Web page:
More than turkey
Christmas weekend traditions are both universal and utterly individual. Four families from across Canada share their personal holiday rituals
Carol Gomez, 35, of Guelph, Ont.
On Noche Buena, when my dad plays the guitar and starts singing "Chestnuts roasting on an open fire…," we all just listen, even the kids.
It's one of those cherished moments. It kind of makes you stop and think of the year that's flashed by. The stress just melts and you're focused on your family and the things that really matter.
Every Dec. 24, we celebrate Noche Buena, which means "the good night" in Spanish. It's a Filipino tradition, and our family gets together and everyone brings different dishes for a potluck feast.
Food is a huge part of this event. There's roasted pig, which we call the lechon. It's the centrepiece of our table. It kind of freaks my son out because they keep the head on and put an apple in the mouth. There's noodles, pancit, which represent long life. We always have a sticky rice dessert, which is symbolic of families sticking together. We don't eat until everyone is there, so we have to wait for all the families to arrive.
Of course, music is always important. We sing carols and do karaoke. Then we have games.
One of the highlights of Noche Buena from my childhood was being with my grandmother and hearing all her stories. She passed away two years ago, but we try to keep her memory alive. She loved to play bingo, so we play bingo every Christmas Eve to kind of honour her. Everyone has their little bags of toonies and loonies. The whole family plays and it's hilarious because we get really competitive. My mom actually put her initials on one of the bingo cards and no one else can touch it. She claims it's her lucky card.
Then it's time for presents. We've all taken turns dressing up as Santa Claus to surprise the kids. It's not really part of traditional Noche Buena. That's just what we do in our family. The kids are getting older and smarter, so they've started to recognize the facial features of the Santas.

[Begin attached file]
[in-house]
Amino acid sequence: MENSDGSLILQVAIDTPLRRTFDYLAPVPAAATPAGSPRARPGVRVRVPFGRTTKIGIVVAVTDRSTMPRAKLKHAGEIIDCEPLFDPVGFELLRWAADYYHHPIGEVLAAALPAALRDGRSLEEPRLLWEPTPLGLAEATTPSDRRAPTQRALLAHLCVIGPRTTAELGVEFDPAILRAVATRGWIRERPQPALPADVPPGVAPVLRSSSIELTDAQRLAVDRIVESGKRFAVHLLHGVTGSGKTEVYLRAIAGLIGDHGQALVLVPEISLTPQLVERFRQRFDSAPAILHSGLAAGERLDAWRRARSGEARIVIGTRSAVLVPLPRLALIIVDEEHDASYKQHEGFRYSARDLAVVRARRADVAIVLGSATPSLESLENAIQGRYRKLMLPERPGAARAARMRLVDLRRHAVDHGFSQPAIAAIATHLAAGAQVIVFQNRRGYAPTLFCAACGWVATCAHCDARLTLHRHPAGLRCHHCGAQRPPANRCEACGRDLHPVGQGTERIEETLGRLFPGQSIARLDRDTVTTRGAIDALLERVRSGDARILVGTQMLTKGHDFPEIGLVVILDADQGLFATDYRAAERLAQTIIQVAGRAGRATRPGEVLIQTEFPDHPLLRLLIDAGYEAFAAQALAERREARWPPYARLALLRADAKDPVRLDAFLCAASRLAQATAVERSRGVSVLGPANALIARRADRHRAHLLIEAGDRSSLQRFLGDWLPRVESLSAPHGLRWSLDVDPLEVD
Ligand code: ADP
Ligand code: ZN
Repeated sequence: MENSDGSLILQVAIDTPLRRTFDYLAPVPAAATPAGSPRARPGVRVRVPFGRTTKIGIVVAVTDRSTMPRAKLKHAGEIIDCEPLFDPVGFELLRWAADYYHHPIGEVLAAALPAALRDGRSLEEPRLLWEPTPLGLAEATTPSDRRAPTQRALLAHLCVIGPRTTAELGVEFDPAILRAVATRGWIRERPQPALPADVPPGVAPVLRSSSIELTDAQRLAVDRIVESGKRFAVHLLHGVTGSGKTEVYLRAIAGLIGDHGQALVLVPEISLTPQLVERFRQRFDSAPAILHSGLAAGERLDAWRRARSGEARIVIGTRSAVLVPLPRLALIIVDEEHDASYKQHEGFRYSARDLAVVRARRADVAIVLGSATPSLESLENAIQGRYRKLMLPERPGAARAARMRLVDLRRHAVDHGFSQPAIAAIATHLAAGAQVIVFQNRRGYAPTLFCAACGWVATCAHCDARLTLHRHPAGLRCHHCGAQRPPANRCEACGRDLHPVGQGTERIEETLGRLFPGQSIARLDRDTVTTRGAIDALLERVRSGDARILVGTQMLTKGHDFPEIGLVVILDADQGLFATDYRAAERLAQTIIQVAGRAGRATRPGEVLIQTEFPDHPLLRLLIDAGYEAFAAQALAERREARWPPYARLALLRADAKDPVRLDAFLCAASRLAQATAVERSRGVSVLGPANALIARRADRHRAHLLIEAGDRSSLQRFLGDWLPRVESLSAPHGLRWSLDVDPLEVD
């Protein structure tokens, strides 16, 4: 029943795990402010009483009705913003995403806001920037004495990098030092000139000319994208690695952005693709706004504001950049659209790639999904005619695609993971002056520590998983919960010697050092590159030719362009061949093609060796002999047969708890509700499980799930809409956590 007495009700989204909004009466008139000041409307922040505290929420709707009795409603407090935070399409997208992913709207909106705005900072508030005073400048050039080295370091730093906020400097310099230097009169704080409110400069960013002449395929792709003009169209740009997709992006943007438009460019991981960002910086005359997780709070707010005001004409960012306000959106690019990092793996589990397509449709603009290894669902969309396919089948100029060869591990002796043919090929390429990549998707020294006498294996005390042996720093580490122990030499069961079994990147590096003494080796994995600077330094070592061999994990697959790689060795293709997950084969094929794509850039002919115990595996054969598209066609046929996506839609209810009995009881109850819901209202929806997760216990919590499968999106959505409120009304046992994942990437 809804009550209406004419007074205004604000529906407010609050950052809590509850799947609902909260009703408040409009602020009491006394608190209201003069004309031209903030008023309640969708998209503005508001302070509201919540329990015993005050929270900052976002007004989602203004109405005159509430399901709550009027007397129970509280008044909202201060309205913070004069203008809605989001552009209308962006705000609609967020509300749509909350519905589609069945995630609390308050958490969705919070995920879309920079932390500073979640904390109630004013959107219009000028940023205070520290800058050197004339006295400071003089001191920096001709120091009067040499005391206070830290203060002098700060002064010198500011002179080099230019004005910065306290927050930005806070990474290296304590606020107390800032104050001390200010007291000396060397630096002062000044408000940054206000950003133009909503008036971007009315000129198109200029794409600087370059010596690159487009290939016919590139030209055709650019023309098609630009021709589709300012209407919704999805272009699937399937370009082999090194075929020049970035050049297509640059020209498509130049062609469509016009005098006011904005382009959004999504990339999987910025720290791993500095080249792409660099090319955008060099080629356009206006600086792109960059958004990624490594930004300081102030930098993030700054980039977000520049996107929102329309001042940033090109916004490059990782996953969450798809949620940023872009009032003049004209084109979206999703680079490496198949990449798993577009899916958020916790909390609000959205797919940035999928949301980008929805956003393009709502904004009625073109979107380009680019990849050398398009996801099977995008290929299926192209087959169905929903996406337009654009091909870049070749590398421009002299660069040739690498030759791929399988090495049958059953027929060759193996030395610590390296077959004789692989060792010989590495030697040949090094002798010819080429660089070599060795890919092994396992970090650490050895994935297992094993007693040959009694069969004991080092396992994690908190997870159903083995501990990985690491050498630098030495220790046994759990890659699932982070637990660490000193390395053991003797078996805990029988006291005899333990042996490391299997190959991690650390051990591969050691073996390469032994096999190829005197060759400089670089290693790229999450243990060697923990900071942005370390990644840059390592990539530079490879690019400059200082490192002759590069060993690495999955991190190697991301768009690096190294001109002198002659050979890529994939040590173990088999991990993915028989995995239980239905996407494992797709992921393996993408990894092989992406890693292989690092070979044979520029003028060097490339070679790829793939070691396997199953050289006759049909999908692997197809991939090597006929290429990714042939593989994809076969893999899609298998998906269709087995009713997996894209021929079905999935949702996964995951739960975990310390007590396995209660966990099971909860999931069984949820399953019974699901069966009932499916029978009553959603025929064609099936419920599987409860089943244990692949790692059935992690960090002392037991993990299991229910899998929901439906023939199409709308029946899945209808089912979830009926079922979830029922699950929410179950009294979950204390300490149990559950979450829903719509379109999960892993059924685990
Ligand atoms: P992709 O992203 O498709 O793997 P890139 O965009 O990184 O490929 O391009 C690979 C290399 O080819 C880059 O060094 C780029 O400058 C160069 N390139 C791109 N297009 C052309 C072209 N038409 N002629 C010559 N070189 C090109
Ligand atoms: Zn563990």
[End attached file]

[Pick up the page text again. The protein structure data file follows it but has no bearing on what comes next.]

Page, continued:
Really, it's just the importance of getting the family together and having fun. I'm really hoping this continues, even when I have grandchildren one day.
– As told to Wency Leung
Lindsey Knudson, 33, of Red Deer, Alta.
I started running around eight or nine years ago, and I started to go out for runs on Christmas Eve. It's important for me to get out and move because I know the 25th is busy, and then on the 26th, I typically have Christmas with my husband's side of the family. I just like getting that physical activity before those two days of enjoying and eating and all that stuff. It just makes me feel better. Running has always been my way of de-stressing.
Over the past few years, we've been lucky to have nice enough weather to do that, too. I actually really enjoy winter running, as long the weather is good.
Right now, we're marathon training, so lucky for us, we'll get to do a nice long run that day. We set out in the morning. We'll usually run up to about 20 kilometres. My husband pushes the two kids in the stroller. If it's going to be over two hours, we'll find a babysitter. But I like to say they enjoy the run.
Our route changes every year. Where we live now, we're close to all the trails, and there are a couple of lookout points over our city that are really pretty.
Christmas Eve is a Sunday this year, so it'll be nice to get that done before we start all the food prep and company comes and all that.
On Christmas Eve, my mom and brothers and their significant others and everyone come over, and we like to watch a Christmas movie, and then everyone gets to open one gift. For Christmas morning, I always make breakfast. We wake up and do all the gifts with the girls, and then my mom and I usually work all day to get Christmas dinner ready for that afternoon.